Sound Reinforcement - Forums for Live Sound Professionals - Your Displayed Name Must Be Your Real Full Name To Post In The Live Sound Forums > AC Power and Grounding

Open-Leg Delta

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Frank Koenig:

--- Quote from: Jonathan Johnson on August 21, 2023, 05:32:16 PM ---Well, that was an assumption on my part. But for the transformers, there appeared to be only one insulator on the top, so I made the assumption that the other lead of the primary was grounded.

--- End quote ---

Could be. Different POCOs have their different ways. For example, when traveling I've often seen unblalanced (one side grounded) single-phase distribution lines. There is none like that around here. --Frank

Brian Adams:
My fairly small shop has a 200A 3 phase Delta service. I don't really use the wild leg, but I guess it's nice that it's there if I need it. A few years ago I asked about changing the transformer to 208V and I was told it would cost around $10-12k, which just isn't worth the cost.

Tim McCulloch:
High leg Delta exists mostly in places that need a single leg of 240V single phase.  Things like air conditioner compressors, small-ish motor loads in fixed tools, etc. that don't use 3 phase.  It's a really flexible service but too few electricians or end users understand it.

Stephen Swaffer:
There is at least one building in my area that the installer installed two 3 phase panels adjacent to each other on a high leg service.  One is the normal with a high leg and a few 3 phase loads.  The other is wired  Phase A, Phase A, Phase B with all 120 volt loads.  Very creative to say the least.  But that is also why code requires phase color coding to be documented-not that it always happened and especially not before code inspectors existed around here.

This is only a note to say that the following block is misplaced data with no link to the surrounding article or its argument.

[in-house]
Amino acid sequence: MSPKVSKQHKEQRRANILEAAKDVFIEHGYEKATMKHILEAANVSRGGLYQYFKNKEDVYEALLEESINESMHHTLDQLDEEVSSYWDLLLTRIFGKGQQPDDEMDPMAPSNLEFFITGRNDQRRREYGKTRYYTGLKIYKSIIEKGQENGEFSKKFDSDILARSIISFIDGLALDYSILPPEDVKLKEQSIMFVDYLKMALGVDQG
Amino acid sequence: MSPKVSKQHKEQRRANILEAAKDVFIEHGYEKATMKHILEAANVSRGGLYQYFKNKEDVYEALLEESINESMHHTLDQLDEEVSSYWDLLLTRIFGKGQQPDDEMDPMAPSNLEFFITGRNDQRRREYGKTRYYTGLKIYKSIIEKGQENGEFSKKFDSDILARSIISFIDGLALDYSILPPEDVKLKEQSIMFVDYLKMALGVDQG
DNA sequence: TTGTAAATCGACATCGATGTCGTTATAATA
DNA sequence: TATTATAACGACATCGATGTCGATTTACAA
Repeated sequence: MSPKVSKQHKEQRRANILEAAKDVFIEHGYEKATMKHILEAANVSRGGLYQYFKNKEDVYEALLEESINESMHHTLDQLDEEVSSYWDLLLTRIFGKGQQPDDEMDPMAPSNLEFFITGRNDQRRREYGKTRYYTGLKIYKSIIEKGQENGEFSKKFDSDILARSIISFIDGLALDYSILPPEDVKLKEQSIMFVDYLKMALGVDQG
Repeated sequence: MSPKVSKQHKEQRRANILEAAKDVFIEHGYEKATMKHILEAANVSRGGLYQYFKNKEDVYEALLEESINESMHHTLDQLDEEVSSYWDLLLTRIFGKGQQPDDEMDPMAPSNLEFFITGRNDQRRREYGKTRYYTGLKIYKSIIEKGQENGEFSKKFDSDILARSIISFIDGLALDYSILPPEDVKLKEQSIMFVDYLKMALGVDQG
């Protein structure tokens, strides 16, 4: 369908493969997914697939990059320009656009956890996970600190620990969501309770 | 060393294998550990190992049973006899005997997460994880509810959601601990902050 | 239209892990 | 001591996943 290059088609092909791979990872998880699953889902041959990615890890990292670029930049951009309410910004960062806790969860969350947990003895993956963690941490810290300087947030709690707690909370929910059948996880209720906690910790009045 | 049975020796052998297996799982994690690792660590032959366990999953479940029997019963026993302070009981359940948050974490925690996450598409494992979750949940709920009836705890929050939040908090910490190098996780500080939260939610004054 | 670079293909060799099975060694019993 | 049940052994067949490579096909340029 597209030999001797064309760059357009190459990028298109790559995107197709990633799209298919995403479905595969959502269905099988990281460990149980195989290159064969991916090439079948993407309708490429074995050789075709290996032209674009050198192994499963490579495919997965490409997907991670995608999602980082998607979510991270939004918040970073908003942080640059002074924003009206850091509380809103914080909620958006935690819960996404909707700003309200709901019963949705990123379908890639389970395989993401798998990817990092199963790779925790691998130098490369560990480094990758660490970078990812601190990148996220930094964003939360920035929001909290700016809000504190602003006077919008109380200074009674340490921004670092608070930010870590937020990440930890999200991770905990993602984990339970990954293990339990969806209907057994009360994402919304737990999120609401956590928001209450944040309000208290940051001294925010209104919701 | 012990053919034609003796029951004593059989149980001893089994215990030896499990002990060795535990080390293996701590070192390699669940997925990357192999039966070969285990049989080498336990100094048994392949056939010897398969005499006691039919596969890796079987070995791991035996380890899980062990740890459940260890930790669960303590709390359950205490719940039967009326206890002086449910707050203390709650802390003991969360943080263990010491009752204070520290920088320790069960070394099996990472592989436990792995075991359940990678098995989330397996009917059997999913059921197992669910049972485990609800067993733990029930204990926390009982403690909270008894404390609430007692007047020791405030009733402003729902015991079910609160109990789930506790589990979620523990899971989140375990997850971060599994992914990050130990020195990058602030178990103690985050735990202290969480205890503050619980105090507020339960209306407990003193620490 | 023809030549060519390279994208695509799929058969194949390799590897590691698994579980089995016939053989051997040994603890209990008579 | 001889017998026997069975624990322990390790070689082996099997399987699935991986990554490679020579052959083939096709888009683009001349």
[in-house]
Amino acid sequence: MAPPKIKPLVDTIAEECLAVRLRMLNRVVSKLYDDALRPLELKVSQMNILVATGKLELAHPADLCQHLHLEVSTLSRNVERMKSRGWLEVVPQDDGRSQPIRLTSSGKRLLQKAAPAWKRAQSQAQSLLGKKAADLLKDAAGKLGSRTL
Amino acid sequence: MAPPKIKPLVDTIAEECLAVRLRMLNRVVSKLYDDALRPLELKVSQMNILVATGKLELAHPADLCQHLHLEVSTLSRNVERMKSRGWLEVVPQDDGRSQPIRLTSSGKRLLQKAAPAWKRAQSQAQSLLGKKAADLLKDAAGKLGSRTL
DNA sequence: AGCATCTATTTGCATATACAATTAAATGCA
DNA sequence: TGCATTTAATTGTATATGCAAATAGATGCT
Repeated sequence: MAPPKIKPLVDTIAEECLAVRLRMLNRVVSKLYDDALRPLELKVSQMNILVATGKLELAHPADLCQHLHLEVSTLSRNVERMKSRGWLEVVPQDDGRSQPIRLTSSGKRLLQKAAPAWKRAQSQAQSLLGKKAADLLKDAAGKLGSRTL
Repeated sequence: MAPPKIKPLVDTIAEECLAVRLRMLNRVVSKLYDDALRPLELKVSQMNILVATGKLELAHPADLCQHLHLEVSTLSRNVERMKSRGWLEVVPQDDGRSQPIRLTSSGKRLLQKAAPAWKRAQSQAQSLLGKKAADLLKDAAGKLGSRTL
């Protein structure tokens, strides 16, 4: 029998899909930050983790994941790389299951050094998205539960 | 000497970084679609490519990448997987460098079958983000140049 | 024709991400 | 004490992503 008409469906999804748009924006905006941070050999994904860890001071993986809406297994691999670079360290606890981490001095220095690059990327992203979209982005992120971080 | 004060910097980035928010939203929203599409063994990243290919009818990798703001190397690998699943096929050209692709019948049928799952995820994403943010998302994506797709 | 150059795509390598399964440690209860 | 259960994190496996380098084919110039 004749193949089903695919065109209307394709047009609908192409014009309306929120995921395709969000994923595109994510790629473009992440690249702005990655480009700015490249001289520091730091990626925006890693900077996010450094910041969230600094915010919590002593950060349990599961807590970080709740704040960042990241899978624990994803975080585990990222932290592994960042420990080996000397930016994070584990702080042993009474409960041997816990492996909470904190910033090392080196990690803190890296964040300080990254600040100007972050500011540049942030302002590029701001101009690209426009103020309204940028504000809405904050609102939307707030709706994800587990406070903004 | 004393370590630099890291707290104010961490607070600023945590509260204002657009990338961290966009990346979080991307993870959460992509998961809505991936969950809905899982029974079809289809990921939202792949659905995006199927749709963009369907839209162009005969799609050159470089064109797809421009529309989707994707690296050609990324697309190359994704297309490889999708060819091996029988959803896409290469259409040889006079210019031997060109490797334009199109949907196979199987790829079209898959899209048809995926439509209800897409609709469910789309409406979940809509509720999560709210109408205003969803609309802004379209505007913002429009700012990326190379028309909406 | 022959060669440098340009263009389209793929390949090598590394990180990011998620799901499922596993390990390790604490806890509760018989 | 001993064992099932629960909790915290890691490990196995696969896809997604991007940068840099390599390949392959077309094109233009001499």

Adam Kane:
We used to provide audio and lighting at an event that the previous provider was no longer working since he "blew up about half of his equipment the year before." When I heard the story, I immediately knew what kind of electrical service was available.

We showed up the first time and there was a panel in a small utility building behind the stage. Every third spot was open in the panel, but no markings otherwise indicating a wild leg. Working as an electrician alongside my audio career paid off again. I tied in and went on with my day. I can picture the other guy flipping on the breakers in his distro not knowing what was about to happen.

Before we left, I got my Sharpie and made a few notes on the panel cover so the next guy might have a chance.

That event doesn't happen anymore, the venue is no longer, and the small building with that service was town down about a year ago.

During my time as an electrician, I saw a handful of buildings with these services, but not often. Mostly in situations where there was only a handful of small 3-phase loads relative to single-phase. Think a single large air handler on a building full of office suites. Last I knew, code prohibited using that wild leg for anything other than one phase of a 3-phase load. Meaning you can't use a single breaker in the panel for a 208-volt single phase load like a well pump, heater, motor, etc. While it would technically work, code didn't (doesn't?) allow it. A double pole breaker across the two 120/240-volt phases was required.


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